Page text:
At a recent roundtable with about a dozen IT pros and executives, I heard some great stories about the challenges that IT pros face worldwide. They regaled me with stories of how corporations are struggling to mature the tech presence in their organizations.
I heard phrases such as:
- Shadow IT
- Technical debt
- Toxic environment
- Proactive communication
- Process maturity
I couldn’t help but chuckle because I heard these terms in many other sessions this year. In far-flung places from Atlanta to London and Singapore, the tune was the same.
Compromises and Cowboy IT
IT workers and C-level executives all know that to get things done, it’s often necessary to solve problems and make compromises. Sometimes, IT pros and executives skip vital steps during the creation of an IT solution. This practice incurs technical debt, a term I’ve stolen from the developer community. And here’s another problem: Non-technical managers sometimes source IT solutions completely independent of the IT department. This is often called shadow IT.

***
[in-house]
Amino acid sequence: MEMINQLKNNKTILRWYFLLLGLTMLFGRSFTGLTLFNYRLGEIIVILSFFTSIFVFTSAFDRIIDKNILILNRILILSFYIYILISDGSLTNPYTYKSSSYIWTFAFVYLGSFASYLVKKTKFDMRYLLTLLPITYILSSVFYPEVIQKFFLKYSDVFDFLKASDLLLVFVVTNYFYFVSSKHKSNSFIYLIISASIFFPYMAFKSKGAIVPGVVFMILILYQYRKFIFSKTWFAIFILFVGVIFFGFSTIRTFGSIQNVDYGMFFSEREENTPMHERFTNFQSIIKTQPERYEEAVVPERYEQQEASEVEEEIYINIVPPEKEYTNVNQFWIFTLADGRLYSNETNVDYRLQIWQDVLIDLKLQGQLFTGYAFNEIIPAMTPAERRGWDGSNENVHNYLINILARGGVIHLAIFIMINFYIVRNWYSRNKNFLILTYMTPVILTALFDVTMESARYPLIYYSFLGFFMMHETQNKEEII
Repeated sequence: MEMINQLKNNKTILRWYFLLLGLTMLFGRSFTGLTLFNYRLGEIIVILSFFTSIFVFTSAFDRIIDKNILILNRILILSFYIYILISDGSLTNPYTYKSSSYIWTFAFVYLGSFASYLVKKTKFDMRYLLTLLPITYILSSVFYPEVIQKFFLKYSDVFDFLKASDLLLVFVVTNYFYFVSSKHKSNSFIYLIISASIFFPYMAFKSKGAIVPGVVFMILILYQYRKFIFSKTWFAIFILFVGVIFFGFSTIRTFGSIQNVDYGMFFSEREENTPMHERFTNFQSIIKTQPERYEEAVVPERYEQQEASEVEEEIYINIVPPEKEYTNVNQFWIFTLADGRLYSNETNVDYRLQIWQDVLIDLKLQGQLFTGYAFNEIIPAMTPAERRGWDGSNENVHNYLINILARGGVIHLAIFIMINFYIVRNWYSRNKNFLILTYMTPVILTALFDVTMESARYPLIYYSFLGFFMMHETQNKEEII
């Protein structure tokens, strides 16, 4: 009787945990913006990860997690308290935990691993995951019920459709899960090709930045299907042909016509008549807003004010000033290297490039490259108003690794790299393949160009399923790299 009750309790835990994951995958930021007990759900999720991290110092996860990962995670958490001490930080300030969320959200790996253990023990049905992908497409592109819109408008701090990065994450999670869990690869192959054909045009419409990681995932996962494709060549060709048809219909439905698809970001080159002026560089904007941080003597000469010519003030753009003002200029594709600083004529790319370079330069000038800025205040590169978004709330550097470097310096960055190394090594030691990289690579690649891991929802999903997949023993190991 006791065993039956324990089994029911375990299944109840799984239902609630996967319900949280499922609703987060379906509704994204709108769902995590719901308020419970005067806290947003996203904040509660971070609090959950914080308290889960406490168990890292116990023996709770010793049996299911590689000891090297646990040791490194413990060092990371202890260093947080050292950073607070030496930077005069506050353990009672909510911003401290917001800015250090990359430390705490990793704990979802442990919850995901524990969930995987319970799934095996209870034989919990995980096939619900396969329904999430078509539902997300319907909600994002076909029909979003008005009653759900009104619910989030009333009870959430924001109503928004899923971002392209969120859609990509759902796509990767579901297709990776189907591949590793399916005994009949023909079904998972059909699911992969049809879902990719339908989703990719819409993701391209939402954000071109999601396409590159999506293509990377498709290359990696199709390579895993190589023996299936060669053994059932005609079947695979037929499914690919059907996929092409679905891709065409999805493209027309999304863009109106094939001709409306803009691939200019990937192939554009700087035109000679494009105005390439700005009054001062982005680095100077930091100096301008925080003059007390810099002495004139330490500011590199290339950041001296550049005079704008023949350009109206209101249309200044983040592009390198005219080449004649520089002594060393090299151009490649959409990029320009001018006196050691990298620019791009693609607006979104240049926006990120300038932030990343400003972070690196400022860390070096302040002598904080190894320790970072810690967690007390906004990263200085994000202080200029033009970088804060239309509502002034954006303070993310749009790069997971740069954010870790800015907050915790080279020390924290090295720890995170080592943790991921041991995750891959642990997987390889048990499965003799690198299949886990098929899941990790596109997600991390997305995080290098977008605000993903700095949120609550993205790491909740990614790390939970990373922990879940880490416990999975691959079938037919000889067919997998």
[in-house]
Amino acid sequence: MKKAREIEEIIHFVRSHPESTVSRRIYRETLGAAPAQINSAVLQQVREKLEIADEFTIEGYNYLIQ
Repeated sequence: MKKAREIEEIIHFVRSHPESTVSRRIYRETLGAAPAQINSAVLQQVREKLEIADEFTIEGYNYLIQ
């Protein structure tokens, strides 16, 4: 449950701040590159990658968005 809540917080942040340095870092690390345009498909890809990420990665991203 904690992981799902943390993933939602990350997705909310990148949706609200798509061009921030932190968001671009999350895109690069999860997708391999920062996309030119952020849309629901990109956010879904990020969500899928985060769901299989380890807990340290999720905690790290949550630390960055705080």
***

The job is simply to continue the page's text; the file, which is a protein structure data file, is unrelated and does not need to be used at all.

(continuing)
I use the term cowboy IT to describe the collective practices that lead to a toxic IT environment that results when organizations fail to use their technology strategically. These necessary decisions can, at times, result in a debt that needs to be repaid. And, if you don’t repay that debt, things can become toxic and ugly.
This leads me to an old, but really good joke that I heard in a CIO roundtable in Manhattan:
Question: What happens when you play a country song backwards?
Answer: You get your dog back, your job back, your car back, your home back ...
Well, cowboy IT works that way: If you don’t pay back technical debt, you end up with problems.
From a security perspective, if you don’t pay back the debt incurred when you use unmonitored, unpatched software, that debt could manifest itself in the form of ransomware that effectively repossesses your company. Or it could be that you end up paying for cowboy IT practices in the form of fines: GDPR and HIPAA penalties are real. Even if you don’t get hacked, you’ll still end up with an environment that leads to employee burnout and churn. When you accept a risk but never redress it, you’re going to end up with problems.
Root Causes and Solutions
I’m a root-cause kind of person. So, at CompTIA we’re leaning into the topic of cowboy IT. We’ve conducted extensive research and talked with practitioners and execs alike about how we can collectively do a bit better.
I discussed the subject further—and shared our findings—in a keynote at SpiceWorld in Austin, Tex. I’ve been told that SpiceWorld is like ComicCon for IT pros. If you didn’t catch me at SpiceWorld, there’s plenty to learn about preventing a toxic IT environment.